Thirdly, that God would supernaturally intervene into history and free his people (the Israelites) from Egypt and not prevent the Holocaust ultimately comes down to his plan for the redemption of the world. The Holocaust played no part in God’s plan for the redemption of the world through the death of Jesus Christ as did the freeing of the Israelites from Egypt (it was through these people that Jesus would come into the world, see: Mat. 1, Luke 3: 23-38). Also, God does in fact intervene in miraculous ways even today (See Part #6 Point 4). There is ample evidence and testimony to how God has miraculously healed people through the power of prayer of his followers. However, God is the ultimate judge of whom he will heal, for example, that God “restored sanity to Nebuchadnezzar” and not to someone’s grandmother suffering from dementia is ultimately up to him to decide. That is part and parcel of what it means to be God: that out of infinite knowledge he can choose a course of action. In fact, this all reminds me of a story that my pastor once told our congregation. This pastor recalled a story about God’s instant healing of one sick man in a hospital bed after prayer. However, this same pastor had a devout Christian friend who was in the exact same ward as the sick man who was healed, but despite the prayer efforts of him and others his Christian friend still died. Well, why did God choose to heal the one and not the other? I don’t know. Why does God restore sanity to Nebuchadnezzar but not to Johnny’s grandmother? I don’t know. However, what I well know is that God does intervene in his creation today for specific purposes, however, how God chooses to intervene or what he ultimately desires to do is certainly beyond our comprehension (Isaiah 55:8).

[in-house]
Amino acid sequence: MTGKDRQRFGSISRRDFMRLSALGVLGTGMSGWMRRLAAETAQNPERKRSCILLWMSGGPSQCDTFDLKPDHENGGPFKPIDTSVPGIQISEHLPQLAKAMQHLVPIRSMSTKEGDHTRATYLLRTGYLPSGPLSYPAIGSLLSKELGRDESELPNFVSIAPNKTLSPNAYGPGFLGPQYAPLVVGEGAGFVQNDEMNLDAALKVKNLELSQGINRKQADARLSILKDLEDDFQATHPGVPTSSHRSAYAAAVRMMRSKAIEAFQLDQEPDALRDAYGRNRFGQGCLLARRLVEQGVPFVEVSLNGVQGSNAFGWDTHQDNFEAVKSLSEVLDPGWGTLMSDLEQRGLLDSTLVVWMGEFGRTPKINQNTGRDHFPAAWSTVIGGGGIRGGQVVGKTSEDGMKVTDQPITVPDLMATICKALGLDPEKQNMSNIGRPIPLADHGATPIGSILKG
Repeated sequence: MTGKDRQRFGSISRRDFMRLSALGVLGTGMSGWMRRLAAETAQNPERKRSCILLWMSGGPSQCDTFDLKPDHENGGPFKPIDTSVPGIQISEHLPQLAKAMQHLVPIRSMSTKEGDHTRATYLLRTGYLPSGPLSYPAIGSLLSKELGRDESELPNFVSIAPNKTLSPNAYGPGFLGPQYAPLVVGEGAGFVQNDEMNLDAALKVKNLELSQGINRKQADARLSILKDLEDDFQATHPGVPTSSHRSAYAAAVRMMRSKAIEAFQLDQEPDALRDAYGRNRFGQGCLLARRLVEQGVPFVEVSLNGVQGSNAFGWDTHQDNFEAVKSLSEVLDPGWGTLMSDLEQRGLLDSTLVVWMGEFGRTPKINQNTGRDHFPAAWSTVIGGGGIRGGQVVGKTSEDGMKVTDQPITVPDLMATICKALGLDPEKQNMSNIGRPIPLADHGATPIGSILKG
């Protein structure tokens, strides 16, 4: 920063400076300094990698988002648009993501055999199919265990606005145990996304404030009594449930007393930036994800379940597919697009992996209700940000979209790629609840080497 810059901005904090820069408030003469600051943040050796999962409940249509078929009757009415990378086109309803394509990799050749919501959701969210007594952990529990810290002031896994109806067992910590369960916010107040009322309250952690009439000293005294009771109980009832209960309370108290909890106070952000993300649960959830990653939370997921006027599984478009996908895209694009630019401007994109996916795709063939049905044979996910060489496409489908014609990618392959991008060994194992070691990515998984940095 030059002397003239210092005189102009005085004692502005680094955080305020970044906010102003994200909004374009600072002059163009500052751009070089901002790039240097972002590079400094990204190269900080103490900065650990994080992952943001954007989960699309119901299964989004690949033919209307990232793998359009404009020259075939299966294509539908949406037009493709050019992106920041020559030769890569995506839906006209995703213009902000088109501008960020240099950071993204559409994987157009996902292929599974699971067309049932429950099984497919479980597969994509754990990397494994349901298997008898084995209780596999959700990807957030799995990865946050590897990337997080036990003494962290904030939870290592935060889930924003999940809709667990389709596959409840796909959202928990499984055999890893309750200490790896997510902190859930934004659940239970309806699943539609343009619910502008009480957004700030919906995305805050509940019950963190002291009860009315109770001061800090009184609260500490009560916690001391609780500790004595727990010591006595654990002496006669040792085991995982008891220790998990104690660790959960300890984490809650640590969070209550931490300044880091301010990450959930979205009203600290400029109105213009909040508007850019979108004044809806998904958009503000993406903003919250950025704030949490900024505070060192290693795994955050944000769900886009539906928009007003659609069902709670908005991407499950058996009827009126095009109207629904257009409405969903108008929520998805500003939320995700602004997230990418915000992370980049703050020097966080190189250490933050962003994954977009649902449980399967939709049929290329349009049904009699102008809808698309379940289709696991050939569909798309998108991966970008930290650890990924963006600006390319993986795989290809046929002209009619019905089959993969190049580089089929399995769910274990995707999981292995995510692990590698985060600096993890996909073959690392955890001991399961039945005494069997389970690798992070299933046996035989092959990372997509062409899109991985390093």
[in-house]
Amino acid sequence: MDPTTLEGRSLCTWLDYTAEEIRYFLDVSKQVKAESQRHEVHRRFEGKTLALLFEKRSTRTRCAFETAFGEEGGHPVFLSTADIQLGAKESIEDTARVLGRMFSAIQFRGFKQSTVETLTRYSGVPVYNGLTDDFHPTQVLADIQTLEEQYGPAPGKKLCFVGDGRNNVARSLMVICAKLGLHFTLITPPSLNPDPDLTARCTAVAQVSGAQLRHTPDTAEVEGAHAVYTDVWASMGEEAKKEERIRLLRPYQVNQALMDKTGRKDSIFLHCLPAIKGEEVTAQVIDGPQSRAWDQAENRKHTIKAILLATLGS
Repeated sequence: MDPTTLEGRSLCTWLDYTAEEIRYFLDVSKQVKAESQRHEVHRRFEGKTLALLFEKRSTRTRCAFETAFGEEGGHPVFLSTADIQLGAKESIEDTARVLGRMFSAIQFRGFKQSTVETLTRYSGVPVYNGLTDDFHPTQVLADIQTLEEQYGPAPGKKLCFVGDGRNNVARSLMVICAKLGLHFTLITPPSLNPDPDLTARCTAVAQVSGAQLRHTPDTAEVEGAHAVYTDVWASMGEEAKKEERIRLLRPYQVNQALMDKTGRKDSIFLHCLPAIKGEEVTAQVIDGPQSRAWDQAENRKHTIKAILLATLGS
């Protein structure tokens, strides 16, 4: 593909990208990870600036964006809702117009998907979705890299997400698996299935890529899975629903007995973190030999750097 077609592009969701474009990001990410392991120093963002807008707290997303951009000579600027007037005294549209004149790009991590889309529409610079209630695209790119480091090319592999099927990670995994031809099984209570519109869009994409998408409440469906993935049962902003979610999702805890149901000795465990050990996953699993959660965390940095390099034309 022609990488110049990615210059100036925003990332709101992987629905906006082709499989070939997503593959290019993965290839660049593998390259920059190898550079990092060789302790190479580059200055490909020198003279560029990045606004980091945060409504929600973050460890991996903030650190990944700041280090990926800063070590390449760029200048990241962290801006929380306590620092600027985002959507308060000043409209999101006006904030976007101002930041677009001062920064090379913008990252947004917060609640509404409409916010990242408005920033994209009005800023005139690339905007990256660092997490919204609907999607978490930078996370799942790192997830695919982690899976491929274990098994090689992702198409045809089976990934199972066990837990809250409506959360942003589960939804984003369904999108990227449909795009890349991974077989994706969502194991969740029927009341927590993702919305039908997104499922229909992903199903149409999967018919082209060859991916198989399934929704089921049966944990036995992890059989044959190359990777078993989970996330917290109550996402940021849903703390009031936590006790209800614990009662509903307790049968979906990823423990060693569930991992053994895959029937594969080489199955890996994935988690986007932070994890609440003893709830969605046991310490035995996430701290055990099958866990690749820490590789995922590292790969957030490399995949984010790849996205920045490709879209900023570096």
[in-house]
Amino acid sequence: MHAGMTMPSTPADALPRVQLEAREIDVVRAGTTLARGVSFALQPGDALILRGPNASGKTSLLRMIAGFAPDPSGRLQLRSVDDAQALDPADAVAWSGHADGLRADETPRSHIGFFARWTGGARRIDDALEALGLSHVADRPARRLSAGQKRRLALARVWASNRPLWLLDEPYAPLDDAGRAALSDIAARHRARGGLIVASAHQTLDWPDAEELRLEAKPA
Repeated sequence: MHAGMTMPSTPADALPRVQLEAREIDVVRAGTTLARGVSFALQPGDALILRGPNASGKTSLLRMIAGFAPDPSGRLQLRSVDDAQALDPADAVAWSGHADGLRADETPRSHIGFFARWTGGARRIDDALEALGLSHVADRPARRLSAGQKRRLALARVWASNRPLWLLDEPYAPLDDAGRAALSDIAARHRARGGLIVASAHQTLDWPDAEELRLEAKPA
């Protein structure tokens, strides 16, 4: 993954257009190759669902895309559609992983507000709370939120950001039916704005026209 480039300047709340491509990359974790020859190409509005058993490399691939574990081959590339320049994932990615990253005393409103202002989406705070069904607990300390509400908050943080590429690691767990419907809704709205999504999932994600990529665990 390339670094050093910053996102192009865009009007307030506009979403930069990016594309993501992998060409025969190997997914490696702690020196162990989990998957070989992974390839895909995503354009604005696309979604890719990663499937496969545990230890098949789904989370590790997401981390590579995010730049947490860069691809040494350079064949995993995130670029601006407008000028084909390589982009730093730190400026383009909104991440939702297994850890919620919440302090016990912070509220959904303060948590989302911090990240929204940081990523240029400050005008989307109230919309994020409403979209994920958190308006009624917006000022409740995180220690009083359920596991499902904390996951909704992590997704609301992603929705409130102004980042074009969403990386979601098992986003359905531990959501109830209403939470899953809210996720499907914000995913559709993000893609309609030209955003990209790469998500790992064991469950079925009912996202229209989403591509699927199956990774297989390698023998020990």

5. Loftus: “Stephen Wykstra argues that it’s possible that we cannot see the good reasons why an omniscient, omnipotent, and perfectly good God allows so much suffering. Because God is omniscient while our knowledge is limited, we are told, we can’t understand God’s purposes, and thus can’t begin to grasp why there is so much evil in the world if God exists. But if God is omniscient as claimed, then he should know how to create a better world, especially since we do have a good idea how God could’ve created differently. The most probable reason that we find so much apparently gratuitous suffering in the world is that there simply is no perfectly good, all-powerful, and omniscient God of Christian theology.”